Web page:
x Preface

• 736, the only three digit number abc such that abc = a+bc; indeed, 736 = 7+36;

• 1 782, possibly the only integer n 1 for which

p|n

p =

d|n

d;

• 548 834, the only number 1 which can be written as the sum of the sixth

powers of its digits: indeed, 548 834 =

56

+

46

+

86

+

86

+

36

+

46;

• 11 859 210, the smallest number n for which P

(n)4|n

and P (n +

1)4|(n

+ 1),

where P (n) stands for the largest prime factor of n (here P (n) = 11 and

P (n + 1) = 19); the second smallest known number n satisfying this property

is n = 632 127 050 601 113 666 430 (here P (n) = 2131 and P (n + 1) = 3691);

• 89 460 294, the smallest number n (and the only one known) for which β(n) =

β(n+1) = β(n+2), where β(n) stands for the sum of the distinct prime factors

of n;

• 305 635 357, the smallest composite number n for which σ(n + 4) = σ(n) + 4,

where σ(n) stands for the sum of the divisors of n;

• 612 220 032, the smallest number n 1 whose sum of digits is equal to

7

√

n;

• 3 262 811 042, possibly the only number which can be written as the sum of

the fourth powers of two prime numbers in two distinct ways: 3 262 811 042 =

74

+

2394

=

1574

+

2274;

• 3 569 485 920, the number n at which the expression

Ω(n)ω(n)

n

reaches its max-

imum value, namely 2.97088. . . , where ω(n) stands for the number of distinct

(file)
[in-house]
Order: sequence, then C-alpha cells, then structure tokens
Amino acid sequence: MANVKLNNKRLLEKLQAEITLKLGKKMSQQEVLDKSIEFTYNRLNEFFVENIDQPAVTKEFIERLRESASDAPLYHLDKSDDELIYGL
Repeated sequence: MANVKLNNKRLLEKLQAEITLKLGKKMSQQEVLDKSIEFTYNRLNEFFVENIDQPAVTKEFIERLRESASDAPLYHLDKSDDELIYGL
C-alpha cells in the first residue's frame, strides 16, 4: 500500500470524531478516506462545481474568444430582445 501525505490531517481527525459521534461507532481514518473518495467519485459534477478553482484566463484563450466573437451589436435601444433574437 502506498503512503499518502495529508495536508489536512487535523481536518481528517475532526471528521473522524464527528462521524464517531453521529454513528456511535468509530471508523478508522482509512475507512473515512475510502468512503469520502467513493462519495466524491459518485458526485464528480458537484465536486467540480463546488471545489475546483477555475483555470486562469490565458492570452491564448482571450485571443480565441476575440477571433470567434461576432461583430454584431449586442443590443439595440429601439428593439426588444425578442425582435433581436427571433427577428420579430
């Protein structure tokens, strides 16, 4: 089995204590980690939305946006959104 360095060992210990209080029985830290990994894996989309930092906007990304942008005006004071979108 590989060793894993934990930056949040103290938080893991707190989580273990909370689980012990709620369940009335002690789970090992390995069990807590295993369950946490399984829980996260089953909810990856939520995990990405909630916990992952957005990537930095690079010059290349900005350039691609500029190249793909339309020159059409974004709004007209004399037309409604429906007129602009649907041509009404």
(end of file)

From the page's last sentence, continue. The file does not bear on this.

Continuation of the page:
prime factors of n and Ω(n) stands for the number of prime factors of n counting

their multiplicity.

Various numbers also raise interesting issues. For instance, does there exist a

number which is not the square of a prime number but which can be written as the

sum of the squares of its prime factors ? Given an arbitrary integer k ≥ 2, does

there exist a number n such that P

(n)k|n

and P (n +

1)k|(n

+ 1) ? For each integer

k ≥ 2 which is not a multiple of 3, can one always find a prime number whose sum

of digits is equal to k ? These are some of the numerous open problems stated in

this book, each of them standing for an enigma that will certainly feed the curiosity

of the reader. Actually my hope for this book is to encourage many to explore more

thoroughly some of the questions raised all along this book.

There are currently several books whose main purpose is to exhibit interesting

properties of numbers. This book is along the lines of these works but offers more

features. For instance, one will find – mainly in the footnotes – short proofs of key

results as well as statements of many new open problems.

Finally, I would like to acknowledge all those who contributed to this manus-

cript. With their precious input, suggestions and ideas, this project was expansive

but enjoyable. Thanks to Jean-Lou De Carufel, Charles Cassidy, Zita De Kon-

inck,

´

Eric Doddridge, Nicolas Doyon,

´

Eric Drolet, David Gr´ egoire, Bernard Hodgson,